Animated Choreographed Fighting Process- Kung Fu Panda

Of course in animation there are always different styles when you do anything like there are different styles of walking, expressions, throwing objects and just general actions. Some animations like to take the more realistic route with precise animations that really show how that action would be done in real life, How would the arm move? Would the elbow turn? How should the hips react? The realistic approach is challenging to say the least as you are having to make this rig look and act real when fighting another monster or person. this Post is gonna be looking at the more realistic approach to combat in animation.

My first example will be Kung Fu Panda as some of the fighting in that really reminisces Martial Arts and yes, some of it is a bit more cartoon and wacky but a movie with a panda and a tiger fighting with Kung Fu, there is bound to be some wacky stuff. Nevertheless, some of the fighting in this movie is outstanding, even for the animals like the snake and the crane, where they would have obviously had to think of something outside of the box to make them look like they’re doing Kung Fu. In an interview with some of the directors and co-directors, they talked about the process of how they actually got the Choreography to work with all of these different animals.

“He actually came up with a unique system for doing the martial arts in our film. Originally, when the film was starting to be conceived, we didn’t think should was ask someone like Jackie Chan to be our fight choreographer. We figured out that in doing an animated movie that it wasn’t going to work. We needed to come up with our own system. All of our characters were animals and some don’t even have legs. One was a snake. Another was an insect. We had to come up with something unique. That’s where we came up with our own system internally. I know when we showed Jackie Chan some of the sequences, he was thrilled personally. He was very complementary.” This was a quote from one of the Directors John Stevenson about how they had to do a workaround for the Choreography. “What we actually did isn’t exactly true monkey or crane style. We had to come up with our own version so we could maximise on each character’s physique. For instance, a crane actually uses his beak to jab with. Humans use a pointed hand to imitate this. But our crane doesn’t have hands for fingers, so we went had to come up with our own solution to it.” This is a quote from the Joint Director, Mark Osborne on how their thought process was when doing the fighting for some of the more difficult animals like the snake or crane. One of my favourite parts about all this is the fact that it is all keyframe animation and with how fluent with it, I was more impressed when re watching this film. They also had a Choreographer called Rodolphe Guenoden who also supervised the animators and story artists to really nail those fight scenes so when it comes to doing fighting and choreography, the Directors of Kung Fu Panda went hard to nail it and they certainly did.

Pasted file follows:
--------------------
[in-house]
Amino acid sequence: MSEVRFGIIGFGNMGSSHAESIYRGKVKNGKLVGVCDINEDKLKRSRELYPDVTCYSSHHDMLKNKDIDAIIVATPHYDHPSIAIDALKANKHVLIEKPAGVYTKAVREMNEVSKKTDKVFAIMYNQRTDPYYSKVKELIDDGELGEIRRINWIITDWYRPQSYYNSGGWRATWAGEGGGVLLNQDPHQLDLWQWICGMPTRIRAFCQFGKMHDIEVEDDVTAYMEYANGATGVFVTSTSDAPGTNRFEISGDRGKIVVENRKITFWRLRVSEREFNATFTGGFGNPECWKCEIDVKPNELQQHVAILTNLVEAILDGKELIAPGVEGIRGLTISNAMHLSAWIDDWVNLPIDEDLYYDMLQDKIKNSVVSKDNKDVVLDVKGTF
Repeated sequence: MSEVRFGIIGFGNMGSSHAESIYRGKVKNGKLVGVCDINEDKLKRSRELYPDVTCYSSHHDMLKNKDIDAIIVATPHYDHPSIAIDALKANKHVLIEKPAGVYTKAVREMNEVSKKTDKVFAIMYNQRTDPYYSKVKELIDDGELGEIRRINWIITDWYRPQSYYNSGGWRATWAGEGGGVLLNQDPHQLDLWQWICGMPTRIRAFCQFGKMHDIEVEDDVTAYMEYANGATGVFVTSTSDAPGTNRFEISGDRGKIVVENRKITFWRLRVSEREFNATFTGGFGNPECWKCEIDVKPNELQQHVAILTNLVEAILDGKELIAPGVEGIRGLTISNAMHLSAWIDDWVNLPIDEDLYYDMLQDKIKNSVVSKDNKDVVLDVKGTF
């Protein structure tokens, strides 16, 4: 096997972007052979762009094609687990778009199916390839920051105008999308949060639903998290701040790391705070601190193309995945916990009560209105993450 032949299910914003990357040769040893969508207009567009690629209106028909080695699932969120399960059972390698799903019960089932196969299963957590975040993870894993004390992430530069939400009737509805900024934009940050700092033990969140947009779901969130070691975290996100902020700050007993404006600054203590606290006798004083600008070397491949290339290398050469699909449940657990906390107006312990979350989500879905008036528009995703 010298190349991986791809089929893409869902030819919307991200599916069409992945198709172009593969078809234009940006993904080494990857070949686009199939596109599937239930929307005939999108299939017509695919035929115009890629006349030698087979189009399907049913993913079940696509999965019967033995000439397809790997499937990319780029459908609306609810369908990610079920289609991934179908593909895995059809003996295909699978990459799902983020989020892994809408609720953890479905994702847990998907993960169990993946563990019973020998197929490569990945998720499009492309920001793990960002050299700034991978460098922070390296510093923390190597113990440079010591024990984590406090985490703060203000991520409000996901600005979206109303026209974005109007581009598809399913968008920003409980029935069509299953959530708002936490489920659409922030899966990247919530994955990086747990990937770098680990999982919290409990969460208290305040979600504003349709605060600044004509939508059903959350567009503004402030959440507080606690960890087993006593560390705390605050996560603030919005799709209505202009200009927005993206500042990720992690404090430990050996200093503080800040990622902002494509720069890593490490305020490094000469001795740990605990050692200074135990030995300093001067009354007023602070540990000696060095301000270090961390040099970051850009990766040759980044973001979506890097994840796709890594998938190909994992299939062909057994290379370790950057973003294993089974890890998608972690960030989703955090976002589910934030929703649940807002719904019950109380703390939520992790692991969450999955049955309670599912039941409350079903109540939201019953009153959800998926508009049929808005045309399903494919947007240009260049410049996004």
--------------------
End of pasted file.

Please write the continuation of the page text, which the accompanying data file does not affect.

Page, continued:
Steve Fritz (2008) Chatting with the Directors of Dreamworks Kung Fu Panda, P1 Available at : (Accessed: 20 November 2019)